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Subject: Are Card Sleeves a Necessary Evil? rss

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Hank Arkin
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While the texture of the cards allows one to feel the game, does extensive play necessitate the use of card sleeves to protect the integrity of the cards?

Mayday is clearly profiting from the trend with excellent products and Fantasy Flight is entering the market with a complete line-up to fit all sizes of cards.

Are these entrepreneurial activities an attempt to garner additional monies from the gaming public or are these products life enhancers of gaming components.


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Are Card Sleeves a necessary evil?
Yes - Please Explain
No - Please Explain
      152 answers
Poll created by Oxybeles
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Re: Are Card Sleeves a Necesary Evil?
Mayday saw a need and filled it - more power to them. I don't see them as doing anything other than providing something that people want.

As for whether or not sleeves are necessary - absolutely not. I'd rather play with unsleeved cards and if I'm lucky enough to play a game long enough that wear causes a problem, then I'll get another copy.
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Re: Are Card Sleeves a Necesary Evil?
Cards have a good feel in your hand for about 3 games with a reasonable amount of handling. Afterwards, they lose their crispness and feel due to sweat and oils from your hands.

Cards in sleeves have a good feel in your hand after about the third game of playing. The oils from your hand actually makes them feel and stack better.

How many times are you planning on playing your games?
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Re: Are Card Sleeves a Necesary Evil?
Quote:
Are these entrepreneurial activities an attempt to garner additional monies from the gaming public or are these products life enhancers of gaming components.


Both, and I'm glad Mayday has started a bit of a craze.

I don't think anyone can argue that cards with properly fitting sleeves will last longer than those without. I work at a casino and I can tell you that even WE discard CASINO GRADE playing cards after no longer than 12 hours on the floor from all the handling. Every time cards are handled, the pick up oils from players hands, then dirt and grime, including the shed skin cells. Card material is paper. Paper is also absorbent and it doesn't take much, depending on quality for the cards to wick the moisture from a spilled drink, sweaty palms, or even the humidity in the air. While sleeves won't help fight the humidity much, they can help fight the rest. They will also help protect against card marking, which can effect game integrity. If one or two cards are marked in a deck, you'll never know whether or not players take advantage of that knowledge or not. Ounce of prevention is worth a pound of cure in this instance. Now obviously places like casinos and poker parlours are NOT going to use sleeves. Their cards WILL get abused and damaged and it's just much easier and cost effective to replace the cards at regular intervals. For those of us that CAN'T afford to buy new copies of each of our games, just for new cards when they get damaged or worn, there are sleeves from companies like Mayday, FF, and the few foreign companies in markets like Korea.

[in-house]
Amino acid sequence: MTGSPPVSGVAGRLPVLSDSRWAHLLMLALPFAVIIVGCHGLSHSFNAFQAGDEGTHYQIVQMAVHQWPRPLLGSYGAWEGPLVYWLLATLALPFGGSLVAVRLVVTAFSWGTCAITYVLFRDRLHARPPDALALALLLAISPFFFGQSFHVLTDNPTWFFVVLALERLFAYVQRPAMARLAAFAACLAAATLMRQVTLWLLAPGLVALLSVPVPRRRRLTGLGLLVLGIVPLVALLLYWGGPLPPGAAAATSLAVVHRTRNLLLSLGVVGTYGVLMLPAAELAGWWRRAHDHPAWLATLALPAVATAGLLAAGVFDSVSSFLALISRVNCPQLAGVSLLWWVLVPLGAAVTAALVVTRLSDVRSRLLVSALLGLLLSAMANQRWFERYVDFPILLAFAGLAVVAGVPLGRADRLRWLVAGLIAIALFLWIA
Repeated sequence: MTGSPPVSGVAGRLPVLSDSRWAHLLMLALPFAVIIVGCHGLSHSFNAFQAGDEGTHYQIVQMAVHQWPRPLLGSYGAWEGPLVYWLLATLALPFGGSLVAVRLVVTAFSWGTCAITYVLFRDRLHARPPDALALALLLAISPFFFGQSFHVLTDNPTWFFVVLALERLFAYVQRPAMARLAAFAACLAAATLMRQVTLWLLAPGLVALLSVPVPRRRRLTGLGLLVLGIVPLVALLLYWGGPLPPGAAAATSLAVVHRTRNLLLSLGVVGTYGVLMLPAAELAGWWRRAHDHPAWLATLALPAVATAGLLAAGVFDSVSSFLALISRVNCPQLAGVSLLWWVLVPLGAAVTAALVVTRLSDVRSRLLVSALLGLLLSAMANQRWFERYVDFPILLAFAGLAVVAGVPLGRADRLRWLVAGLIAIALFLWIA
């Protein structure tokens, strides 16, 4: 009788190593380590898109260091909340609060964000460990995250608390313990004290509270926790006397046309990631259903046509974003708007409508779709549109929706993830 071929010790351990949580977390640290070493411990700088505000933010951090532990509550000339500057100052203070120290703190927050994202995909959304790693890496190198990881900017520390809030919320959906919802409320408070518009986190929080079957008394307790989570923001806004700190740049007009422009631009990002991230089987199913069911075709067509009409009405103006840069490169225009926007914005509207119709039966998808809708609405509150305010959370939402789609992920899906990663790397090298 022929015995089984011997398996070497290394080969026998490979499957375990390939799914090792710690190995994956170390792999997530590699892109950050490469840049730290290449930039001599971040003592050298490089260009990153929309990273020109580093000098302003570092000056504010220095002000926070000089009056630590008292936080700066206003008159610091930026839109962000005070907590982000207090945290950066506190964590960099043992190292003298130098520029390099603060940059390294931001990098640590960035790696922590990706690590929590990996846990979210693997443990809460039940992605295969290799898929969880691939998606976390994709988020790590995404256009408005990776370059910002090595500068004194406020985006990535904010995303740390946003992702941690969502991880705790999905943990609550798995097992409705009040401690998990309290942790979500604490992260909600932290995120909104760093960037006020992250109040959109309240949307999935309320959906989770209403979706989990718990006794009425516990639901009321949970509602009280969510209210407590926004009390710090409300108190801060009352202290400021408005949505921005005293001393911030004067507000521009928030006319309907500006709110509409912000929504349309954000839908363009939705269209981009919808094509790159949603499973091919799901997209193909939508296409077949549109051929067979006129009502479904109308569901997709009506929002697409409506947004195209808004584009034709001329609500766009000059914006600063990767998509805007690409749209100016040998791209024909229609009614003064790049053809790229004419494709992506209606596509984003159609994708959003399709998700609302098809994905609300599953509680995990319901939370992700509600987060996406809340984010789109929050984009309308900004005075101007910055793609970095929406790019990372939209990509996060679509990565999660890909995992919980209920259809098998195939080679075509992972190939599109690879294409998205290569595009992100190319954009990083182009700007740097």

I hope Mayday's ventures spurs other companies to join the fray as competition should drive quality up and prices down.
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Re: Are Card Sleeves a Necesary Evil?
My problem is good card sleeves aren't that cheap. Spending more than a game itself to protect a game that might get played once every 3 months isn't worthwhile for me. A few exceptions would be an out of print game or when excessive card shuffling is needed. Even then, I'd rather buy a 2nd copy of a game like Dominion that playing with card sleeves.
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Nicolás Mutis Mesa
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Re: Are Card Sleeves a Necesary Evil?
Related question: How can you shuffle with sleeves? What kinds of shuffles can you use?
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Rishi A.
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Re: Are Card Sleeves a Necesary Evil?
Dominion is the only game I have sleeved. Because of all the shuffling and the fact that certain cards (most notably the coppers and estates) saw more use, the problem was that certain cards eventually got "marked." I did buy a second copy of Dominion as the first one was unsleeved. The eye-opener was when I got the promo cards (after about 40 plays), and it wasn't difficult at all to figure out which were the new cards and which were the old cards.

In other games, where all cards have equal use, I don't see the point of sleeving. You really have to play the game a lot to make a difference, but if you do, I think it's worth the investment.

Also, when I used to play Magic: The Gathering, I would sleeve my cards as well, but only because the cards had more value if they had less wear and tear.
 
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Re: Are Card Sleeves a Necesary Evil?
I voted "No" because I don't think card protectors are evil at all.

In my experience unless you are playing with extremely high quality cards, the nice texture of cards lasts about three games. Then they become gummy and sticky just from the oils on people's hands.

The only tactile element I don't like about card protectors is the non-rounded corners. Unless you are playing with textured cards, there is not much of a difference in feel. Otherwise using them is only marginally less practical than not and the cards last a lot longer.